NLRB Claims Santa Barbara Paper Wrongly Fired 7 Staffers

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By: Joe Strupp

A day after the Santa Barbara News-Press lost its challenge against a newsroom vote to unionize last fall, the troubled newspaper has been dealt another blow as the National Labor Relations Board chose to uphold a string of unfair labor charges, including the unlawful firing of seven staffers engaged in union activities.

The NLRB issued the complaint late Tuesday that determined the paper acted improperly in the firing of former staffers Anna Davison, Melissa Evans, Dawn Hobbs, Rob Kuznia, Barney McManigal, Thomas Schultz and John Zant. All of those were terminated last month after they hung a banner over a freeway urging a boycott of the paper.

The complaint also contends that the paper violated union organizer’s rights by issuing negative performance evaluations against several of the leaders, prohibiting them from wearing buttons on the job that promoted unionization, and from placing signs in their own vehicles. In addition, alleged threats by News-Press attorney A. Barry Cappello were deemed to be in violation of the employees’ rights.

The complaint accuses the paper of “coercively interrogating employees, verbally and in writing, about their union or other protected concerted activities.” NLRB officials also requested a review to determine if a Section 10 (j) injuction be imposed, which would temporarily block further firings or other actions against News-Press workers.

The complaint now goes before an administrative law judge for review. No date has been set.

“This federal labor agency decision to prosecute the News-Press for multiple serious labor law violations – comparable to a District Attorney’s decision to prosecute a criminal defendant for committing a crime – further undermines the News-Press’ recent delusional moronic ad campaign claiming it somehow was a victim,” union officials said in a statement. “In reality the News-Press has been systematically and illegally inflicting injury on its newsroom staff, the Santa Barbara community, and the collective bargaining process.”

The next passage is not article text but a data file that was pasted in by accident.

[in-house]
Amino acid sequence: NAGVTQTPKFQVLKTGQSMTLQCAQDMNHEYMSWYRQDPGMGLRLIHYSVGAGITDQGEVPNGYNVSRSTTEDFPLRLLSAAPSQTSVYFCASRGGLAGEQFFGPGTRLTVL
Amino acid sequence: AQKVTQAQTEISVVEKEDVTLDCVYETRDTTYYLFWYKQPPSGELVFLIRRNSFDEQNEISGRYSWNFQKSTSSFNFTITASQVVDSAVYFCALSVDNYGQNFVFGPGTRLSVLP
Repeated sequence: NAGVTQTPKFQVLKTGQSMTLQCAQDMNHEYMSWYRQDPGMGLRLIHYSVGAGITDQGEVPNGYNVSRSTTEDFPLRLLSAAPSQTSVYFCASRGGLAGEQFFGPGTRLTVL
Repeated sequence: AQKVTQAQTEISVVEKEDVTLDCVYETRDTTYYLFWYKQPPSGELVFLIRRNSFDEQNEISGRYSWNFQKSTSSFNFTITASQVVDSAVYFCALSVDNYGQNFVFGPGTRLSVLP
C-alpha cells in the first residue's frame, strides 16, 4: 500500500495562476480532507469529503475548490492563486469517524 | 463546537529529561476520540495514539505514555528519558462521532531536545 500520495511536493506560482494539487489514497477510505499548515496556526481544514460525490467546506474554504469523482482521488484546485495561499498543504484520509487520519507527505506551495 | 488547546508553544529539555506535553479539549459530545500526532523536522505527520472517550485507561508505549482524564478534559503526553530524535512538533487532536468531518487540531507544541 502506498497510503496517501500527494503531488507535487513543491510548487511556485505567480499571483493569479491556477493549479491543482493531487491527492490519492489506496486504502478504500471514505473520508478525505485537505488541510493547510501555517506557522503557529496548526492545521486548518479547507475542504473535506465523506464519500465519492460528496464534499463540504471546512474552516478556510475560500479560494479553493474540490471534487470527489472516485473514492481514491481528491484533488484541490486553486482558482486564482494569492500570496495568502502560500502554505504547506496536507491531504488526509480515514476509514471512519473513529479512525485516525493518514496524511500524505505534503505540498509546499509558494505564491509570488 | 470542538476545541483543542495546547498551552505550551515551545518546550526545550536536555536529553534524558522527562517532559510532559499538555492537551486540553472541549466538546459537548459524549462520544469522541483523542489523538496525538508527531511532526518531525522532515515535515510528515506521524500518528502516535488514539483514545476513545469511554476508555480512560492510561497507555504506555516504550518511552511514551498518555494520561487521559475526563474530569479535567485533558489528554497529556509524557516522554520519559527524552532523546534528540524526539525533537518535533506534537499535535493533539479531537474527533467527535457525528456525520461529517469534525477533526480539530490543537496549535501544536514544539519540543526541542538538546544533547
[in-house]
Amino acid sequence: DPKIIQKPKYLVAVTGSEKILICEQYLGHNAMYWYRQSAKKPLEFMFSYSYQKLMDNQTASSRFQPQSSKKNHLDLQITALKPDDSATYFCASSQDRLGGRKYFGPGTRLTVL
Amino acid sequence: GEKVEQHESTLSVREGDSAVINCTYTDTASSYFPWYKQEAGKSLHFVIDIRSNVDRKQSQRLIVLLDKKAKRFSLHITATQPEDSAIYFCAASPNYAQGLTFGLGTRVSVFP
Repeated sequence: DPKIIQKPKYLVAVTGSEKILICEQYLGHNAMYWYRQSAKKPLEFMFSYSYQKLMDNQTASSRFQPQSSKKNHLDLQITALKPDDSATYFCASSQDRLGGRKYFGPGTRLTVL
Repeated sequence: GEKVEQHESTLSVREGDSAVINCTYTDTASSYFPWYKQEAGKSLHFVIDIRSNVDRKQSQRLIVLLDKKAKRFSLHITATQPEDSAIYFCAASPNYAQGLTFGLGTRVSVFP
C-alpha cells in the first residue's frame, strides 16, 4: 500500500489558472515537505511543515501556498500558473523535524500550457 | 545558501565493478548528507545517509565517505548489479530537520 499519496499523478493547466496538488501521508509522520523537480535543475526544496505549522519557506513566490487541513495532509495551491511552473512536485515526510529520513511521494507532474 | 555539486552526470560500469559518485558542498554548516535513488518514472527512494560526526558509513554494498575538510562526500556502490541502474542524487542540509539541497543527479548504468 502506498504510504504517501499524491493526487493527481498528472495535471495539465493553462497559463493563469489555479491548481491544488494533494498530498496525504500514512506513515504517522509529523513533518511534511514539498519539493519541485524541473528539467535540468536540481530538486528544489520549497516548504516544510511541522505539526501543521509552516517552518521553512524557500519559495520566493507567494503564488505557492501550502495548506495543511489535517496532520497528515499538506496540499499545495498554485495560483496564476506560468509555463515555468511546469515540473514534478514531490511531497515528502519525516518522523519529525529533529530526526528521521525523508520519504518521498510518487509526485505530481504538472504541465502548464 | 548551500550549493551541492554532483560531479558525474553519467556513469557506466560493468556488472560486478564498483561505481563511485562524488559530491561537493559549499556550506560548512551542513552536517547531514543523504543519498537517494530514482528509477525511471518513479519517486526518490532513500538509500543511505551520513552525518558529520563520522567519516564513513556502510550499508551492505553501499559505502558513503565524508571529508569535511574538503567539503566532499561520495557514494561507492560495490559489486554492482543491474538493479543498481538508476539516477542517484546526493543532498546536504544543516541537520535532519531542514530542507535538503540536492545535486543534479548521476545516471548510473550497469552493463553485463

News-Press spokeswoman Agnes Huff referred requests for comment from the paper to Cappello, who was not immediately available for comment.

The Graphics Communications Conference of the International Brotherhood of Teamsters, which was voted in to represent newsroom employees last fall, filed the NLRB charges last month after the seven fired employees lost their jobs.

On Monday, an administrative law judge denied a News-Press challenge against the union vote, determining that the election that authorized union representation had been valid.

The recent events are the latest in a long-running battle at the paper between newsroom workers and owner Wendy McCaw dating back to the July 6, 2006 resignation of several editors, including top editor Jerry Roberts, who claimed McCaw was interfering in newsroom decisions.

Since then, 38 employees have either quit or been fired, the newsroom has voted in the Teamster unit as its representative, and various NLRB complaints have been filed by both sides. McCaw also sued a reporter for the American Journalism Review for libel after she wrote an article about the dispute.

The NLRB issued a previous complaint in December that found the News-Press engaged in unfair labor practices and improperly sought to discourage union activities. The complaint, prompted by a string of employee charges filed with the NLRB in recent months, cited several examples of anti-union actions at the paper, including the suspension of several employees and the previous firing of former reporter Melinda Burns. Those charges are expected to be heard along with the newest complaint.


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